SilkAir at 25, stepping out of SIA’s shadow

Photo courtesy Boeing

Photo courtesy Boeing

AT 25, SilkAir is still around and growing not much or rather slowly. It has reiterated its intention to step out of Singapore Airlines (SIA)’s shadow and distinguish itself as one in its own right, but it cannot deny its role as a feed for the parent airline.

This year SilkAir is announcing new destinations that include Kalibo in the Philippines and Mandalay in Myanmar, secondary destinations that may best be served by budget carriers. Therein lies the ambiguous positioning of SIA’s regional airline, which, unlike Cathay Pacific’s Dragonair that enjoys the support of the large China hinterland, finds itself squeezed between legacy and budget operators and faces competition from national as well as budget carriers in the region.

In fact, SilkAir reported more than 40 per cent drop in profit for the first half its current financial year with a worse Q2 performance of S$8 million (US$6.27 million) compared to S$19m for the same quarter last year, attesting to the intense competition in the region. The plunge of almost 58% was attributed to passenger carriage growth not keeping pace with capacity increase apparently aimed at developing new markets in the region. The inability to fill up capacity points to the limited growth facing SilkAir.

However, SilkAir is optimistic that its growth will be enhanced by the acquisition of new generation jets that will enable it to fly farther to points in Japan and northern China. But it will not be an easy trot for the airline in the Year of the Horse as it faces even stiffer competition in the bigger arena. Ironically, SilkAir may also face competition from sister airline Scoot as the latter expands its network. It is something that parent airline SIA will have to reassess, redefining the role of the various carriers including Tigerair in its stable.

An expected fall in the cost of jet fuel – or the price holding steady at least – because of political stability in the Middle East will favour SilkAir as it should all other carriers, only that low-cost operators without the hedging capacity of legacy airlines will find this news especially welcoming in view of their cost structures. There are more certain signs now of economic recovery in Europe and the United States, and this will be good news for SIA, which in turn will also benefit SilkAir as its feed carrier – the extension epithet that SilkAir at 25 wants to shirk off. Full implementation of Asean Open Skies by 2015 will fan the growth of low cost operators in the region and SilkAir too will be able to ride the wave of increased demand for travel. In the bigger arena, the continuing growth across Asia will also provide opportunities for SilkAir to grow beyond the region.

But like other airlines, SilkAir will face stiff competition and pressure on yield. While the International Air Transport Association (IATA) has predicted record profits for the airline industry this year, revising upward its earlier forecast of US$16.4 billion to US$19.7 billion, IATA chief Tony Tyler has also warned: “It is a tough environment in which to run an airline. Competition is intense and yields are deteriorating.” SilkAir’s foray into secondary destinations will be challenged by Lion Air and budget carriers such as AirAsia, Jetstar, even Tigerair and Scoot. Not surprisingly, SilkAir CEO Leslie Thng has reportedly said when referring to the airline’s apparently “aggressive growth plan”, that “time and resources would be required to nurture these routes – to build up the awareness of and demand for these routes.” Unfortunately, the luxury of time is a costly affair that not many airlines can afford; an advantage that perhaps SilkAir with the backing of a rich parent could take comfort in.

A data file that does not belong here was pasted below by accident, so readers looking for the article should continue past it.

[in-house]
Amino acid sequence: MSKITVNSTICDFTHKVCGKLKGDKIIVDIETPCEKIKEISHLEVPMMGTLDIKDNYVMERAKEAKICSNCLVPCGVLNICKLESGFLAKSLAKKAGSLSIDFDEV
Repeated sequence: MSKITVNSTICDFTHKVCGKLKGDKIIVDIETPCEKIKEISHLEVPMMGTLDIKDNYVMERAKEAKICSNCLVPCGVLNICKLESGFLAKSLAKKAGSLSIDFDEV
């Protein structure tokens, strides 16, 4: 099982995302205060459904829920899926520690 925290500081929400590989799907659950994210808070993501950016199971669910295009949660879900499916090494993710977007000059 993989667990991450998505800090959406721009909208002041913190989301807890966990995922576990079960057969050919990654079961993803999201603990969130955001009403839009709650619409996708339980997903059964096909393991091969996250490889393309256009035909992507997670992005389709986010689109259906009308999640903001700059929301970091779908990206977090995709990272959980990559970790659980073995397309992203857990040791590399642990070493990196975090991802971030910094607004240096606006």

The SilkAir model seems strangely outdated yet unique in an environment that appears to favour the extremes of affordability. As major airlines work at reviving premium travel with constant upgrading and some of them providing a bridging product such as premium economy which is becoming increasingly popular, and as budget carriers offer even lower fares to compete with not only rivals in the same class but also legacy airlines at their low end, SilkAir’s middle-of-the-road package is seen less as an alternative in its own right but more as a by-product of parent SIA with fewer perks. It is not altogether a bad thing, as it does not suffer the unfavourable public assessment of Tigerair vis-à-vis other budget carriers. With SilkAir there is no other to compare with, the same kind of benefit Scoot is presently enjoying in its association with parent SIA.

One may even be tempted to ask whether launching audio and video streaming for passengers to download onto their smartphones and tablets as SilkAir has planned as part of the programme to forge an upgraded identity would make that much more a difference.

At 25, SilkAir may feel it is time to spread its own wings, hence the battle-cry to step out of SIA’s shadow. Not quite sure if it is the best way forward when half of its passengers are connectors on SIA. One thing is clear; Mr Thng said: “We never wanted to match SIA.”

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About David Leo
David Leo has more than 30 years of aviation experience, having served in senior management in one of the world's best airlines and airports. He continues to maintain a keen interest in the business, writes freelance and provides consultancy services in the field.

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